• Last, and finally, get the Gist/repository working on your computer (e.g., install the necessary software tools for it to run). Check the project's readme file, which will point you to the repository-specific installation instructions.
  2. Make changes

    1. Making changes directly on the website of GitHub (i.e., if you have not cloned the repository)
      • Within your version of the repository, create a branch for each significant change you are planning to make. To do so, click on the branch selector menu and enter a name for your branch. Gists do not know branches - so no need to trying to create one.
      • Navigate to the file(s) you wish to change (within the new branch), and make revisions as required.
      • Commit all changed files within the appropriate branches.
    2. Making changes on your local computer (i.e., if you have cloned the repository)
      1. For repositories (which know the concept of branching):
        • Within your version of the forked repository, create a branch for each significant change you are planning to make. To do so, use Git Bash and use the command git branch branch-name. Create a branch for each feature you would like to implement.
        • Change to the newly created branch (instead of making changes to the master branch), by using git checkout branch-name in Git Bash.
        • Navigate to the file(s) you wish to change within the new branch, and make revisions as required (e.g., using your favorite software tools, like R or Python - depending on the type of source code, obviously).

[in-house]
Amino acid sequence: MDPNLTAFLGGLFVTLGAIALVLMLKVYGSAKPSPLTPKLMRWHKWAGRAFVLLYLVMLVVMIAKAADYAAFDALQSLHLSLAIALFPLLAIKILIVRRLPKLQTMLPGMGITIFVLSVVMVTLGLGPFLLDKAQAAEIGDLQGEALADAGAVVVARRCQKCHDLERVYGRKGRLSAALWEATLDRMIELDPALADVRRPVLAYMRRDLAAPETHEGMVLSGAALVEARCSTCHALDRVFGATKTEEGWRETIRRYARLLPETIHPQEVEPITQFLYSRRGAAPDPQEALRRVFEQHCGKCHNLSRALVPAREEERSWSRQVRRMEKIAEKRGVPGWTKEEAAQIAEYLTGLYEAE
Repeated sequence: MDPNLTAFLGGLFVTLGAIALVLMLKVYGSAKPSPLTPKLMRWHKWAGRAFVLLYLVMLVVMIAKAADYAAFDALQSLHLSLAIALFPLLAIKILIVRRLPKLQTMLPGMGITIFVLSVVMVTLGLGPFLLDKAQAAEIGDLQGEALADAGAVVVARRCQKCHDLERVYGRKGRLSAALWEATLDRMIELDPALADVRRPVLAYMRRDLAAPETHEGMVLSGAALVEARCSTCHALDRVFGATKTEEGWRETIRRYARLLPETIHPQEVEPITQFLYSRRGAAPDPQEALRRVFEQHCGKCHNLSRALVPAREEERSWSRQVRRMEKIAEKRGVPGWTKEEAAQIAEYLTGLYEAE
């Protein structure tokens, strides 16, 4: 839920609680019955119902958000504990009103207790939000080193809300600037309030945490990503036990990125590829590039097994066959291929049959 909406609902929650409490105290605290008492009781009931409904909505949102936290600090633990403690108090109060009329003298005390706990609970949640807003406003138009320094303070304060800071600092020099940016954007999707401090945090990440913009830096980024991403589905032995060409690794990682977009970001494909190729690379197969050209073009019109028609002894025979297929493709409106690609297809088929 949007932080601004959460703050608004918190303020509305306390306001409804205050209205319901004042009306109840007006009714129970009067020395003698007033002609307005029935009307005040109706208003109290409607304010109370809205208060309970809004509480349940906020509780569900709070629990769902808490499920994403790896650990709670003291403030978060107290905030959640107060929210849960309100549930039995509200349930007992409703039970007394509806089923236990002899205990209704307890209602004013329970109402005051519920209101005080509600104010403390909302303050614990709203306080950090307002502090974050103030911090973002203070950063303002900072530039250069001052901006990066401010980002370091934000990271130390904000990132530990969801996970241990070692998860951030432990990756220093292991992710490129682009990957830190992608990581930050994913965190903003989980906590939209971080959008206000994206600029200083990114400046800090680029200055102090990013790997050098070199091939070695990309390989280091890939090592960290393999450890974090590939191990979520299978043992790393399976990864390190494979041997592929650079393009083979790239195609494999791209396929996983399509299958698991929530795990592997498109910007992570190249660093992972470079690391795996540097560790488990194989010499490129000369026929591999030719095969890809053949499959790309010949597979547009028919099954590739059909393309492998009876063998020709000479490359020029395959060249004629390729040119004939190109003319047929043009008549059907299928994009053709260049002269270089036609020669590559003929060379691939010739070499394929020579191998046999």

• Commit all changed files within the appropriate branches (git status, git add, git commit -m "your description here"). Finally, push your changes to GitHub (git push). Need a refresher? You can review the necessary steps versioning files with Git/GitHub here.
      2. For gists:
        • Navigate to the file(s) you wish to change, and make revisions as required (e.g., using your favorite software tools, like R or Python - depending on the type of source code, obviously).
        • Commit all changed files (git status, git add, git commit -m "your description here"). Finally, push your changes to GitHub (git push). Need a refresher? You can review the necessary steps on working with Git/GitHub here.
  3. Contribute your changes to the originating repository

    1. If you are a team member and have worked on the original repository or Gist, your changes are already fully "saved".
    2. If you are not a team member and have worked on a forked repository or Gist, do as follows
      1. For repositories:
        • It's time to shine! Share your changes with the world, by creating individual pull requests from each of your changed branches to the master branch within the originating repository.
        • To do so, navigate to the forked copy of the repository, available at your personal GitHub page. Then, click on "pull request" to notify the owner of the original repository about the new features.
        • You will likely receive feedback and may be requested to make changes using issue-specific branches of the forked repository. Repeat as needed until all feedback has been addressed.
      2. For Gists:
        • Navigate to the original Gist, and scroll down to the comment section. Write about the changes you have made in your Fork, and include a URL to your fork! The project owner will then get in touch with you to discuss how the changes can be implemented. (Unfortunately, GitHub does not know the concepts of pull requests for Gists.)

Warning

  • Before starting to make any changes in your forked repository, make sure the fork is up-to-date with its originating repository.
  • Please only work from your newly-created branch(es) in a forked repository, and not in a clone of the originating master branch.